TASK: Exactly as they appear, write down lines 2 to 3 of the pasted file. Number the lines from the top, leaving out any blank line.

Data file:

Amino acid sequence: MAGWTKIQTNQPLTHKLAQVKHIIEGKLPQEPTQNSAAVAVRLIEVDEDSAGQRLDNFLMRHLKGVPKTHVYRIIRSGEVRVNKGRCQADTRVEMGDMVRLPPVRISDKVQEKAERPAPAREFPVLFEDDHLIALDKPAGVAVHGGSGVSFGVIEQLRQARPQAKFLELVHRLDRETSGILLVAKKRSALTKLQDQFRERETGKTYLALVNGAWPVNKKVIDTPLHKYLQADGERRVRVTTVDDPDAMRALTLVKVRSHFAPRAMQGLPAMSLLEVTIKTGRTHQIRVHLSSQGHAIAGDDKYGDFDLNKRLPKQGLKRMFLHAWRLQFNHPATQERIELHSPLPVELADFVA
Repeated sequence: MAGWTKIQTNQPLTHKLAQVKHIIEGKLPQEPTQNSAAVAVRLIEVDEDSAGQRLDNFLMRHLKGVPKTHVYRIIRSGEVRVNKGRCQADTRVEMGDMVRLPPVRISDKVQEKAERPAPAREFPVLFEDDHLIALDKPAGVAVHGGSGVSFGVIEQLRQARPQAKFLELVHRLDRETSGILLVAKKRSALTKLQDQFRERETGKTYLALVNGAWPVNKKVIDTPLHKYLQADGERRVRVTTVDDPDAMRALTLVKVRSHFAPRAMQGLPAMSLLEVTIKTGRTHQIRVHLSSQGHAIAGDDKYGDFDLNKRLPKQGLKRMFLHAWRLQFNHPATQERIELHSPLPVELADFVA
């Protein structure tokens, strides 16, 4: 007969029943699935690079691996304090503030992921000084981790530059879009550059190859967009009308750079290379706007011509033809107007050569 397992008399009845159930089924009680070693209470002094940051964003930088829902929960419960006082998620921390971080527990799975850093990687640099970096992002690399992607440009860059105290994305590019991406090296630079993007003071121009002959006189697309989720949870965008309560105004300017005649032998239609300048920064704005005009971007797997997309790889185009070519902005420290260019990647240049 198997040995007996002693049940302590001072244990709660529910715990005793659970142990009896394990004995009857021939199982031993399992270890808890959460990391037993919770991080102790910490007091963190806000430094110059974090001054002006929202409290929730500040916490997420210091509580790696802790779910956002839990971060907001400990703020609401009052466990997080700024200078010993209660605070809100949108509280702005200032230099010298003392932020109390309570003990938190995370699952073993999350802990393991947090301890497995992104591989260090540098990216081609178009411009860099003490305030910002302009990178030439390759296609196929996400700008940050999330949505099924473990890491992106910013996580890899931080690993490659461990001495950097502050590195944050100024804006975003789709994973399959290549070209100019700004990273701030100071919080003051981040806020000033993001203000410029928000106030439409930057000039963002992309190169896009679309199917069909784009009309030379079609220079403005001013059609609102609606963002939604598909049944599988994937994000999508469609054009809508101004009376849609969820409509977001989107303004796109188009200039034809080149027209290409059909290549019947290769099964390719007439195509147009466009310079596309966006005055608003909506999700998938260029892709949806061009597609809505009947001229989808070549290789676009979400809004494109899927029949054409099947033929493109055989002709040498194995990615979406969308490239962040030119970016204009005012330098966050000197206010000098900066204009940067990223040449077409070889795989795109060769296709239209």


Repeated sequence: MAGWTKIQTNQPLTHKLAQVKHIIEGKLPQEPTQNSAAVAVRLIEVDEDSAGQRLDNFLMRHLKGVPKTHVYRIIRSGEVRVNKGRCQADTRVEMGDMVRLPPVRISDKVQEKAERPAPAREFPVLFEDDHLIALDKPAGVAVHGGSGVSFGVIEQLRQARPQAKFLELVHRLDRETSGILLVAKKRSALTKLQDQFRERETGKTYLALVNGAWPVNKKVIDTPLHKYLQADGERRVRVTTVDDPDAMRALTLVKVRSHFAPRAMQGLPAMSLLEVTIKTGRTHQIRVHLSSQGHAIAGDDKYGDFDLNKRLPKQGLKRMFLHAWRLQFNHPATQERIELHSPLPVELADFVA
């Protein structure tokens, strides 16, 4: 007969029943699935690079691996304090503030992921000084981790530059879009550059190859967009009308750079290379706007011509033809107007050569 397992008399009845159930089924009680070693209470002094940051964003930088829902929960419960006082998620921390971080527990799975850093990687640099970096992002690399992607440009860059105290994305590019991406090296630079993007003071121009002959006189697309989720949870965008309560105004300017005649032998239609300048920064704005005009971007797997997309790889185009070519902005420290260019990647240049 198997040995007996002693049940302590001072244990709660529910715990005793659970142990009896394990004995009857021939199982031993399992270890808890959460990391037993919770991080102790910490007091963190806000430094110059974090001054002006929202409290929730500040916490997420210091509580790696802790779910956002839990971060907001400990703020609401009052466990997080700024200078010993209660605070809100949108509280702005200032230099010298003392932020109390309570003990938190995370699952073993999350802990393991947090301890497995992104591989260090540098990216081609178009411009860099003490305030910002302009990178030439390759296609196929996400700008940050999330949505099924473990890491992106910013996580890899931080690993490659461990001495950097502050590195944050100024804006975003789709994973399959290549070209100019700004990273701030100071919080003051981040806020000033993001203000410029928000106030439409930057000039963002992309190169896009679309199917069909784009009309030379079609220079403005001013059609609102609606963002939604598909049944599988994937994000999508469609054009809508101004009376849609969820409509977001989107303004796109188009200039034809080149027209290409059909290549019947290769099964390719007439195509147009466009310079596309966006005055608003909506999700998938260029892709949806061009597609809505009947001229989808070549290789676009979400809004494109899927029949054409099947033929493109055989002709040498194995990615979406969308490239962040030119970016204009005012330098966050000197206010000098900066204009940067990223040449077409070889795989795109060769296709239209």